And in a week or two, I plan a smaller blitz of visiting–not in the southwest but the midwest, mid-atlantic, and northeast. Because I feel like indulging in a fest of visitations and learning, and as a side benefit for more material for the blog. One doesn’t have to visit in person–many sites offer a lot of information and images online on their websites. But there’s nothing like standing in a place and imagining what life was like back when (among other things, it can help improve appreciation for modern conveniences such as the flush toilet!)
So here are some of the places I’ve been. I’ll expand this list down the road, after I’ve already added to it.
Where have you gone? Where would you recommend visiting?
- Alamo Mission, San Antonio TX (2017)
- Arizona-Sonora Desert Museum, Tucson (2014, 2015, 2016)
- Bandelier National Monument, Los Alamos NM (2017)
- Barona Cultural Center & Museum, Lakeside CA (2017)
- Cabrillo National Monument & Point Loma Lighthouse, San Diego CA (2017)
- Chaco Culture National Historical Park, Nageezi NM (2017)
- Chiricahua National Monument, Wilcox AZ (2017)
- Coronado Historic Monument, Bernalillo NM (2016)
- Desert Botanical Gardens, Phoenix AZ (2017)
- Fort Craig National Historic Site, Socorro NM (2016)
- Fort Davis National Historic Site, Fort Davis TX (2017)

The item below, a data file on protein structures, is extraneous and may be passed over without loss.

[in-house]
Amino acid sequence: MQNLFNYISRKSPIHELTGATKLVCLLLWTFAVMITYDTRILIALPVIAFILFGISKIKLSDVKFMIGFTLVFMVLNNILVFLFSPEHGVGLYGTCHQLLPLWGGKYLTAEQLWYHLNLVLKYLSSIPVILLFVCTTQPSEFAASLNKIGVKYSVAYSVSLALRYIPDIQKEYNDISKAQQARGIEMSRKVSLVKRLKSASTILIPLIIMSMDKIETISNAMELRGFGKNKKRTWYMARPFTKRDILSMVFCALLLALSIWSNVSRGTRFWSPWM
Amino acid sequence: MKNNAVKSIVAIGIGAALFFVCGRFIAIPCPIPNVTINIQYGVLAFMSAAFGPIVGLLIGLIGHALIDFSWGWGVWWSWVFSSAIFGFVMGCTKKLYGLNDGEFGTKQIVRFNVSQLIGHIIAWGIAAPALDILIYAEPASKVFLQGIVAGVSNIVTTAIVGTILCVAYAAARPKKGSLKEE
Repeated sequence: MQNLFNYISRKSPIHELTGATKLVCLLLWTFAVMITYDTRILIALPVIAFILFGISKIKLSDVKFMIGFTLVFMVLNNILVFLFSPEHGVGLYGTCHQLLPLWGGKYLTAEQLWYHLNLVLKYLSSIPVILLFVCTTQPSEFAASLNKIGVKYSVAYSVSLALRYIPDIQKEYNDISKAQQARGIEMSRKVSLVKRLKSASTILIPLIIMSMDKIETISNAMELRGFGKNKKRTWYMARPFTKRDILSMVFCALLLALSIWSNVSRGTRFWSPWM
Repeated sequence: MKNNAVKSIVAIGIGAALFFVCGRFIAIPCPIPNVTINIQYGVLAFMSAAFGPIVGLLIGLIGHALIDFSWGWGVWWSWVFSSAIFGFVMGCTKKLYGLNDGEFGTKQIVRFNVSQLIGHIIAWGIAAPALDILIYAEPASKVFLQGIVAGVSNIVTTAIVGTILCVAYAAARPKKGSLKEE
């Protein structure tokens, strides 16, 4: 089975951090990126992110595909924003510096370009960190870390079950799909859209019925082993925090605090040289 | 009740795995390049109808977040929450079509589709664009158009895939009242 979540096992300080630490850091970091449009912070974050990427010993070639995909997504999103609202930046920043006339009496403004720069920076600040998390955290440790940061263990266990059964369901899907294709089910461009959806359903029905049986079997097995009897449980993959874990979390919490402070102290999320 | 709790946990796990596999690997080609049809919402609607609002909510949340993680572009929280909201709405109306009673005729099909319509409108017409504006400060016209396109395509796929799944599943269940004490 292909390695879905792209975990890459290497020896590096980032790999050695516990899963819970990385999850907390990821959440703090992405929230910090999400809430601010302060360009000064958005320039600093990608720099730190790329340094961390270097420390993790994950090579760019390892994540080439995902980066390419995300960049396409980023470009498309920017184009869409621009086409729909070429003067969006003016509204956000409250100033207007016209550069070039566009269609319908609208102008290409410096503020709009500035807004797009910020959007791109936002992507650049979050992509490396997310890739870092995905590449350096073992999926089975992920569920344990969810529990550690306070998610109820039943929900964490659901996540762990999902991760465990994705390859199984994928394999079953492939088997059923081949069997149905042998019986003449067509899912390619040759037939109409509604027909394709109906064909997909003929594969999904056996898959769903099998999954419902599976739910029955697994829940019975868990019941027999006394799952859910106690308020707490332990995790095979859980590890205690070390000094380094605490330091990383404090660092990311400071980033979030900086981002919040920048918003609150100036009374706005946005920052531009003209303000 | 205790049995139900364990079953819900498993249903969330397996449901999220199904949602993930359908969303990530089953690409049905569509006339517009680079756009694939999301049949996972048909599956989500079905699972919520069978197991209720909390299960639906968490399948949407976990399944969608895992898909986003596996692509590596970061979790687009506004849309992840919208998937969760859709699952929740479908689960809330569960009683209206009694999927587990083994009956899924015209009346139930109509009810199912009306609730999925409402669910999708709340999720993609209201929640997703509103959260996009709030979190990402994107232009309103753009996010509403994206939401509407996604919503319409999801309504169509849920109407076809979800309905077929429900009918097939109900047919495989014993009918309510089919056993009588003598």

- Fort Lancaster State Historic Site, Sheffield TX (2017)
- Fort McKavett State Historic Site, Fort McKavett TX (2017)
- Fort Yuma Quechan Museum display, Winterhaven CA, (2017)
- Huhugam Heritage Center (Gila River Indian Community), Chandler AZ (2017)
- Huhugan Ki Museum (Salt River Maricopa-Pima), Scottsdale AZ (2017)
- Jemez Historic Site, Jemez Springs NM (2016)
- Kartchner Caverns, Benson AZ (2017)
- Old Town San Diego, San Diego CA (2017)
- Painted Rock Petroglyph Site, Dateland AZ (2017)
- Petroglyph National Monument, Albuquerque NM (2017)
- Pinos Altos NM (2015, 2016)
- Presidio San Agustín del Tucsón Museum, Tucson AZ (2014, 2017)
- Saguaro National Park, Tucson AZ (2017)
- San Diego History Center, San Diego CA (2017)
- San Diego Museum of Man, San Diego CA (2017)
- South Llano River State Park, Junction TX (2017)
- Spanish Governor’s Palace, San Antonio TX (2017)
- Tohono O’odham Cultural Center & Museum, Topawa AZ (2017)
- Valles Caldera National Preserve, Jemez Springs NM (2017)
- Walatowa Visitor Center, Jemez NM (2016, 2017)
- Yuma Quartermaster State Park, Yuma AZ (2017)
For various and sundry reasons, it’s been a long (and hot) couple of days here. So for this post here are photos from a visit to the park in the Texas Hill Country north of San Antonio.
There’s the old saying about life imitating art. I don’t recall hearing or reading a saying about art imitating life, but that’s probably because it’s seen as unnecessary. Of course art imitates art. The visual art world went all in a tizzy a century or two ago when painters made portraits, landscapes, and other works of art which deliberately skewed perspectives and altered things.